These findings are important for investors. It means fund managers should know about the polluting activities of companies they invest in. That includes breaking down activities by region, in case new regulations impact facilities different regions in different ways.
Then, let that information guide profitable decisions – like divesting from polluting firms before the regulation costs the firm money.
The Hartford Climate Opportunities Fund offers an example of actively managing portfolios to address climate change risk. Much of the fund’s assets are invested in low-carbon companies — addressing climate-related risks that may arise in the future.
Regulators Should Embrace Financial Penalties
There are important lessons for regulators, too. Firstly, the research re-affirms that costly regulation is a great tool to change corporate behaviour. Don’t shy away from using it!
My research findings should generalize to other contexts and types of regulations as well. Fundamentally, violating regulations increases a business’ operating risk – which investors and companies want to avoid.
Here are some more lessons for regulatory design:
For regulations to be effective, they must also be enforceable. If a company knows they won’t actually get dinged, they are less likely to change. And if investors know regulation won’t be enforced, they’re less likely to penalize violators.
To improve enforceability, ‘easy to understand’ is key. It should be easy for companies to understand how the regulation works. It should also be easy for inspectors to identify violations. Additionally, elected officials need to publicly back the regulations, in order for inspectors to have the legitimacy required for enforcement.
Green Funds Can Support Companies
The lesson for companies can seem clear – stop polluting! But that’s not necessarily easy. The transition to greener operations requires capital investments in new technology, facilities, and employee training.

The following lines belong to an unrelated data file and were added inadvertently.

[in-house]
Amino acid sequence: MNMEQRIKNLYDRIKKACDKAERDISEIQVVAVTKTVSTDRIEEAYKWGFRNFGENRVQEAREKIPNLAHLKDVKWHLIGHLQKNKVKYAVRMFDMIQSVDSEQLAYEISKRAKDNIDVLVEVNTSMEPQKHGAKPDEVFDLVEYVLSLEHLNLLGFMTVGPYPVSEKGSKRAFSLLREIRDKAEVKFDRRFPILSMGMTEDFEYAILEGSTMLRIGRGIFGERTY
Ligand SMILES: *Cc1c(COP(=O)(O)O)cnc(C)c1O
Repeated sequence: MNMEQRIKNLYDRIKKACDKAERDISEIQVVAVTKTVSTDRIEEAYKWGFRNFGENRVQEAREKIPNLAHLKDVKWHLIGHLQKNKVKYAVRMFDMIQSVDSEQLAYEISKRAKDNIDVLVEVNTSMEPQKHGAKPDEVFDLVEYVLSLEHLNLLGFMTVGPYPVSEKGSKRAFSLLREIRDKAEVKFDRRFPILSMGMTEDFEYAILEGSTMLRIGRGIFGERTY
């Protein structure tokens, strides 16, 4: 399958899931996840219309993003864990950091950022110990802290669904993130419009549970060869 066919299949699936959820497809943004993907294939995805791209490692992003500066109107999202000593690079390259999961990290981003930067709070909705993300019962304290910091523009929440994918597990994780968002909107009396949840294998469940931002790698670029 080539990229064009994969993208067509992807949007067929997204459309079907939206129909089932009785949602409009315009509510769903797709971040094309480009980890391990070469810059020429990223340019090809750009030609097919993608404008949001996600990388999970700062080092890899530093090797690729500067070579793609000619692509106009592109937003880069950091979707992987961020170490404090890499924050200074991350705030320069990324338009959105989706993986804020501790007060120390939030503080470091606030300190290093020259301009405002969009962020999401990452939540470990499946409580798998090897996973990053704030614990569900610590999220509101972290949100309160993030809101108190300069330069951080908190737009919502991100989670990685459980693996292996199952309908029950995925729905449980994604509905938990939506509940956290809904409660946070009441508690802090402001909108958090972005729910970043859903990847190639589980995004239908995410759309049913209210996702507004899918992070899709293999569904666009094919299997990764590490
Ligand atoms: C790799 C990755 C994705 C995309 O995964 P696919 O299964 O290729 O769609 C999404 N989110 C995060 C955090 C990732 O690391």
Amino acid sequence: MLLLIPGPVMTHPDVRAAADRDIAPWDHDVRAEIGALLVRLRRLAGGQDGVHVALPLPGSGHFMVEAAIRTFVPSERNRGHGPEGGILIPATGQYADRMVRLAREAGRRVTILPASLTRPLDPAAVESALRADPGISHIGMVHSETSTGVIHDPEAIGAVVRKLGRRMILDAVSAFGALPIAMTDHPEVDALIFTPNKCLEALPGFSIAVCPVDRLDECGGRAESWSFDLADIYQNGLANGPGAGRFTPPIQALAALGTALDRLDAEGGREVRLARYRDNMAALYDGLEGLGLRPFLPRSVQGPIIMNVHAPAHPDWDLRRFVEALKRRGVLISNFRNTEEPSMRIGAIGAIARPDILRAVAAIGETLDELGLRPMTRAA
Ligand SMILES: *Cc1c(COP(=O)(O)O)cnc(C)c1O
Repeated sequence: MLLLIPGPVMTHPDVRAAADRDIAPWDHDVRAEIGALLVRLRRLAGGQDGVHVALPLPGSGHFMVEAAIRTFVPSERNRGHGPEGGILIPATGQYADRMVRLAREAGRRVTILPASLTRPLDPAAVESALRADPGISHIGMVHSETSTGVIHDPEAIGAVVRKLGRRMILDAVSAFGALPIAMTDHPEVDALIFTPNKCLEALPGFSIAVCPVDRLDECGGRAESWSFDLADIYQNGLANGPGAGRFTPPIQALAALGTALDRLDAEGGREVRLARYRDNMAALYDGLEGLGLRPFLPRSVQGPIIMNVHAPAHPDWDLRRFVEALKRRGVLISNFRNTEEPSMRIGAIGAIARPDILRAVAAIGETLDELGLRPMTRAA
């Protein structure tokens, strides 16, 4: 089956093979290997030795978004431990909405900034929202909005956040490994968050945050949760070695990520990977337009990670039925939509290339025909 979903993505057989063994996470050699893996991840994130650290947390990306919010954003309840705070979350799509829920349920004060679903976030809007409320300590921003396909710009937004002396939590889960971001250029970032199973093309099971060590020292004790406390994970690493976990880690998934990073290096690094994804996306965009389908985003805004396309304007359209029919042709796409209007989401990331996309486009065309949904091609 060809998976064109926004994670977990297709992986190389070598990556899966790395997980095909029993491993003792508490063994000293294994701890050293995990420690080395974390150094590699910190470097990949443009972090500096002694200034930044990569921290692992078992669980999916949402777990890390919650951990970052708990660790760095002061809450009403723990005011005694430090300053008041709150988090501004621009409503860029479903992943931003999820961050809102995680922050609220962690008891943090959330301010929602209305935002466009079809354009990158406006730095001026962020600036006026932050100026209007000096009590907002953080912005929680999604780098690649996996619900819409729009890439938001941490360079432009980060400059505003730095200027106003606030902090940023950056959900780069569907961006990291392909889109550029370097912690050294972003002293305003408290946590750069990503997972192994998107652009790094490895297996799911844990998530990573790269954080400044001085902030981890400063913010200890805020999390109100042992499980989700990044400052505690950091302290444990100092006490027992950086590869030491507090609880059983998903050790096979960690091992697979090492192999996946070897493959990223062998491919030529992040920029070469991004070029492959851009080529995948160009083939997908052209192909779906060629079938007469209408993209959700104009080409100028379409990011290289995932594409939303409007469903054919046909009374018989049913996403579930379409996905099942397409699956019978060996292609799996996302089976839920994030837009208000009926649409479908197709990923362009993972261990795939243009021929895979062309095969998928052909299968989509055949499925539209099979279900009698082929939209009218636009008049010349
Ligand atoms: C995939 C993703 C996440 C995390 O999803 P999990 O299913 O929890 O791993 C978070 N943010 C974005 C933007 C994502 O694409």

Regulators can help ease the transition by creating “green funds.” These can be loans or grants that help companies make the change. After all, if government regulations cause investors to pull their money out of polluting firms, it may be even harder for those firms to make the necessary investments.
Here’s an example: The US Inflation Reduction Act (IRA) provides $27 billion for creating “green banks” nationwide. These banks will provide low-interest loans to corporations and non-profits for technology investments that reduce greenhouse gas emissions.
Government, Investors, and Companies Make a Difference
These findings show that regulation with enforceable financial penalties may be an even more effective tool than previously thought. That’s exciting to me, as climate change is one of the most pressing issues of our time and we need effective tools to drive meaningful emission reduction. As I continue my career, I plan to continue researching key economic questions to help combat climate change.
About the Author:
I am currently a Finance PhD candidate at the Haas School of Business, UC Berkeley. I will be joining the Climate and Sustainability Impact Lab at the Harvard Business School as a postdoctoral fellow in the Fall of 2023. My research interests include sustainable finance and corporate social responsibility, with links to financial intermediation, corporate finance, and banking. My work focuses on the interplay between environmental regulations and firm pollution, and their impact on mutual funds’ portfolio choices, shareholder wealth, and corporate philanthropy. You can contact me at email@example.com.